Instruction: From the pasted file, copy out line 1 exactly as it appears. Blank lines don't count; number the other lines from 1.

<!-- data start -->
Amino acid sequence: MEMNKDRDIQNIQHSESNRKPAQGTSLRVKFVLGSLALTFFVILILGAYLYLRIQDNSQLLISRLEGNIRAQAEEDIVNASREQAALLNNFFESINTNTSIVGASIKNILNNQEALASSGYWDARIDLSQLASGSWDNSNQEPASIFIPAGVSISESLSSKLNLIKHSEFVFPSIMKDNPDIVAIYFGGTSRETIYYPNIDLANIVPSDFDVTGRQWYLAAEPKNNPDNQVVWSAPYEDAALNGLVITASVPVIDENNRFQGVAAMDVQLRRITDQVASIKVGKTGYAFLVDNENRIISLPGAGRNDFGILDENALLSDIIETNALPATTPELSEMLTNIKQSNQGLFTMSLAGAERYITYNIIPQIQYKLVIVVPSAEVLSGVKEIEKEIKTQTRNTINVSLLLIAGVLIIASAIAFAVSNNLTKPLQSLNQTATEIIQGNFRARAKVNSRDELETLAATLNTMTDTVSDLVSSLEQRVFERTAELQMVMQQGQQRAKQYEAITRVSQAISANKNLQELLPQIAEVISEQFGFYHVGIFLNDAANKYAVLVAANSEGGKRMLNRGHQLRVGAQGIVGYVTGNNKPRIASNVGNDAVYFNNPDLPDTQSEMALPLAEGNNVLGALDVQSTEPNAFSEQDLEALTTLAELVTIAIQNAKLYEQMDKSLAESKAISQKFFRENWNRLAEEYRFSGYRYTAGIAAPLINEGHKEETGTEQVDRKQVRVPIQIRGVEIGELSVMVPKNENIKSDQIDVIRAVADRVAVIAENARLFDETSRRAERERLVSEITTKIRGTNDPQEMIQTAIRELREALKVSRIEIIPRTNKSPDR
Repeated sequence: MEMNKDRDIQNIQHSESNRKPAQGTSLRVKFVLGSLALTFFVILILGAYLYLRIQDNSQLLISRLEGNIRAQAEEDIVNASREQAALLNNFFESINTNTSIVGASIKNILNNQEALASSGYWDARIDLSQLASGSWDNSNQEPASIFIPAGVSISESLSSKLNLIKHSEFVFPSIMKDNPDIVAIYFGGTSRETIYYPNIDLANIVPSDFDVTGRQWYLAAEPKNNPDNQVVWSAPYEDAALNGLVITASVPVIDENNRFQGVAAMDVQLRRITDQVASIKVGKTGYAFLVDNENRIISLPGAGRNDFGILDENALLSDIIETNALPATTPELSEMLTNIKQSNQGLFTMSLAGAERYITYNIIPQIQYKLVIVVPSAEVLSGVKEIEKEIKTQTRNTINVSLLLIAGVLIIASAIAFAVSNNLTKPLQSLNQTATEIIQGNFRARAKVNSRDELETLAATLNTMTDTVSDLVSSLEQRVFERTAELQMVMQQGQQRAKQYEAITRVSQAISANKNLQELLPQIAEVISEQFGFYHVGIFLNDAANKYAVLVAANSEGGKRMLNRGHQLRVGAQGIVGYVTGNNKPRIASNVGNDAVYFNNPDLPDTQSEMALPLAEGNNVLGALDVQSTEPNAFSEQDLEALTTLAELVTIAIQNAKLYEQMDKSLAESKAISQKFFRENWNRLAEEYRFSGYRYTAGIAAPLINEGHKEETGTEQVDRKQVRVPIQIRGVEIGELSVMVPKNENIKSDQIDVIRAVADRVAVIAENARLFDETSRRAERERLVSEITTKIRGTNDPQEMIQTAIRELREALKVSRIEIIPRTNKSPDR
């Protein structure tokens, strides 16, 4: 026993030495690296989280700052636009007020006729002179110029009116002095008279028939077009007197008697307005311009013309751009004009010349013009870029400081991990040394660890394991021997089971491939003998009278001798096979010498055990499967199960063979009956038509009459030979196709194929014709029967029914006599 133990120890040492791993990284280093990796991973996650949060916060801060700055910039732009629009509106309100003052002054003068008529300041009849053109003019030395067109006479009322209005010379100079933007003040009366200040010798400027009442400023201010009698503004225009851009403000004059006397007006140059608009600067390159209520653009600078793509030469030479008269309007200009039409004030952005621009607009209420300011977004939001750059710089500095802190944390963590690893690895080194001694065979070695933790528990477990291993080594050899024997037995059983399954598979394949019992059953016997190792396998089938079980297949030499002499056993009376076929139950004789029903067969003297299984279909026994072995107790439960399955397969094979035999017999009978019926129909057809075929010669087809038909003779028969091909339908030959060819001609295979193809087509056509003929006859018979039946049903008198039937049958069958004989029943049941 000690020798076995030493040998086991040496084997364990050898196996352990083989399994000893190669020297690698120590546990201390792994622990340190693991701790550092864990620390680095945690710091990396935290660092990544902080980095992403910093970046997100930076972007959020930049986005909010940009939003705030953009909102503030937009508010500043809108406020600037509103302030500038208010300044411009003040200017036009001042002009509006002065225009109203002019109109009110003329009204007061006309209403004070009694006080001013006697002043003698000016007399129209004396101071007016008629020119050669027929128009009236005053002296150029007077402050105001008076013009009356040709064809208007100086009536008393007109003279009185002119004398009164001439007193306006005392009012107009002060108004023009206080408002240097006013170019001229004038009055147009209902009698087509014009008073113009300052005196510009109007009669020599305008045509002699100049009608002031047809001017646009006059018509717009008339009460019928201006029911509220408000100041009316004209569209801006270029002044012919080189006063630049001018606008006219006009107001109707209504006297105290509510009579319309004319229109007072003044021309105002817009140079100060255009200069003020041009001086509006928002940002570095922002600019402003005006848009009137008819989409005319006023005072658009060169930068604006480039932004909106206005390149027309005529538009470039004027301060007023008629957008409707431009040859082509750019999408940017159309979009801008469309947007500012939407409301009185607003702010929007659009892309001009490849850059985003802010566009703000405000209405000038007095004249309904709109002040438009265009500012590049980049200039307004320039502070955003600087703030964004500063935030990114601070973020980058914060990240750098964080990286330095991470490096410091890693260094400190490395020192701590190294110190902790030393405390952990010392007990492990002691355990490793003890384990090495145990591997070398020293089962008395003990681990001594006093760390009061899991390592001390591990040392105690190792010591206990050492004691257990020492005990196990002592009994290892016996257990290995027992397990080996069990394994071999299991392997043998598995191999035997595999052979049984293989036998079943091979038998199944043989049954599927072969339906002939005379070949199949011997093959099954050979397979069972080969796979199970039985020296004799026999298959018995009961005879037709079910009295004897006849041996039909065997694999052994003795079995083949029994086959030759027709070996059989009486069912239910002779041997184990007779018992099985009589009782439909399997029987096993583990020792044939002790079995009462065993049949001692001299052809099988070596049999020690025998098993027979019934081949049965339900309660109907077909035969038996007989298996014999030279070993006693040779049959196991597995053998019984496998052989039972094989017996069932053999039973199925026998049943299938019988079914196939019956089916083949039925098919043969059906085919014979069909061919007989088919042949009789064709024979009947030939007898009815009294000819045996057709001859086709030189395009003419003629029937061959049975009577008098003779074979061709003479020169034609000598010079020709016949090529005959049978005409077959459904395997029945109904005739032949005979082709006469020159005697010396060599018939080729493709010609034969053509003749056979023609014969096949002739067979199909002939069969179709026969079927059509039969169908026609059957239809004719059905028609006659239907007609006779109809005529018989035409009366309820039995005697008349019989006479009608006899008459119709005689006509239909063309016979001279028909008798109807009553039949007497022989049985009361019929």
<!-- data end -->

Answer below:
Amino acid sequence: MEMNKDRDIQNIQHSESNRKPAQGTSLRVKFVLGSLALTFFVILILGAYLYLRIQDNSQLLISRLEGNIRAQAEEDIVNASREQAALLNNFFESINTNTSIVGASIKNILNNQEALASSGYWDARIDLSQLASGSWDNSNQEPASIFIPAGVSISESLSSKLNLIKHSEFVFPSIMKDNPDIVAIYFGGTSRETIYYPNIDLANIVPSDFDVTGRQWYLAAEPKNNPDNQVVWSAPYEDAALNGLVITASVPVIDENNRFQGVAAMDVQLRRITDQVASIKVGKTGYAFLVDNENRIISLPGAGRNDFGILDENALLSDIIETNALPATTPELSEMLTNIKQSNQGLFTMSLAGAERYITYNIIPQIQYKLVIVVPSAEVLSGVKEIEKEIKTQTRNTINVSLLLIAGVLIIASAIAFAVSNNLTKPLQSLNQTATEIIQGNFRARAKVNSRDELETLAATLNTMTDTVSDLVSSLEQRVFERTAELQMVMQQGQQRAKQYEAITRVSQAISANKNLQELLPQIAEVISEQFGFYHVGIFLNDAANKYAVLVAANSEGGKRMLNRGHQLRVGAQGIVGYVTGNNKPRIASNVGNDAVYFNNPDLPDTQSEMALPLAEGNNVLGALDVQSTEPNAFSEQDLEALTTLAELVTIAIQNAKLYEQMDKSLAESKAISQKFFRENWNRLAEEYRFSGYRYTAGIAAPLINEGHKEETGTEQVDRKQVRVPIQIRGVEIGELSVMVPKNENIKSDQIDVIRAVADRVAVIAENARLFDETSRRAERERLVSEITTKIRGTNDPQEMIQTAIRELREALKVSRIEIIPRTNKSPDR